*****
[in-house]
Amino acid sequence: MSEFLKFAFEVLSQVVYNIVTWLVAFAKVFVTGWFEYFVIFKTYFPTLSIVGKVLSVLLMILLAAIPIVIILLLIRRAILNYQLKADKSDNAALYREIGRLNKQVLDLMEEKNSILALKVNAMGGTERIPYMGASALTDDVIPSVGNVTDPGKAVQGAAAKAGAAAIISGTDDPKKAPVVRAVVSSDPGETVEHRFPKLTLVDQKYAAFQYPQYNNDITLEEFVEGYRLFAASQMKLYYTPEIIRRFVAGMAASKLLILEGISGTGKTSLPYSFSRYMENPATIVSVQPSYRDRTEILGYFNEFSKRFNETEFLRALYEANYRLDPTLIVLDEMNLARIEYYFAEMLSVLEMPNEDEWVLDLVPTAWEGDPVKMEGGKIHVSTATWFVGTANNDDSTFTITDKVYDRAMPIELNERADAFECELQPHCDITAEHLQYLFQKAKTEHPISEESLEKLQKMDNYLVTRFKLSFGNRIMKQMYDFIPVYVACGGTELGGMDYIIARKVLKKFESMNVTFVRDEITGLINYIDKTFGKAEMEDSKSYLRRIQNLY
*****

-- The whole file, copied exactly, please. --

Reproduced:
[in-house]
Amino acid sequence: MSEFLKFAFEVLSQVVYNIVTWLVAFAKVFVTGWFEYFVIFKTYFPTLSIVGKVLSVLLMILLAAIPIVIILLLIRRAILNYQLKADKSDNAALYREIGRLNKQVLDLMEEKNSILALKVNAMGGTERIPYMGASALTDDVIPSVGNVTDPGKAVQGAAAKAGAAAIISGTDDPKKAPVVRAVVSSDPGETVEHRFPKLTLVDQKYAAFQYPQYNNDITLEEFVEGYRLFAASQMKLYYTPEIIRRFVAGMAASKLLILEGISGTGKTSLPYSFSRYMENPATIVSVQPSYRDRTEILGYFNEFSKRFNETEFLRALYEANYRLDPTLIVLDEMNLARIEYYFAEMLSVLEMPNEDEWVLDLVPTAWEGDPVKMEGGKIHVSTATWFVGTANNDDSTFTITDKVYDRAMPIELNERADAFECELQPHCDITAEHLQYLFQKAKTEHPISEESLEKLQKMDNYLVTRFKLSFGNRIMKQMYDFIPVYVACGGTELGGMDYIIARKVLKKFESMNVTFVRDEITGLINYIDKTFGKAEMEDSKSYLRRIQNLY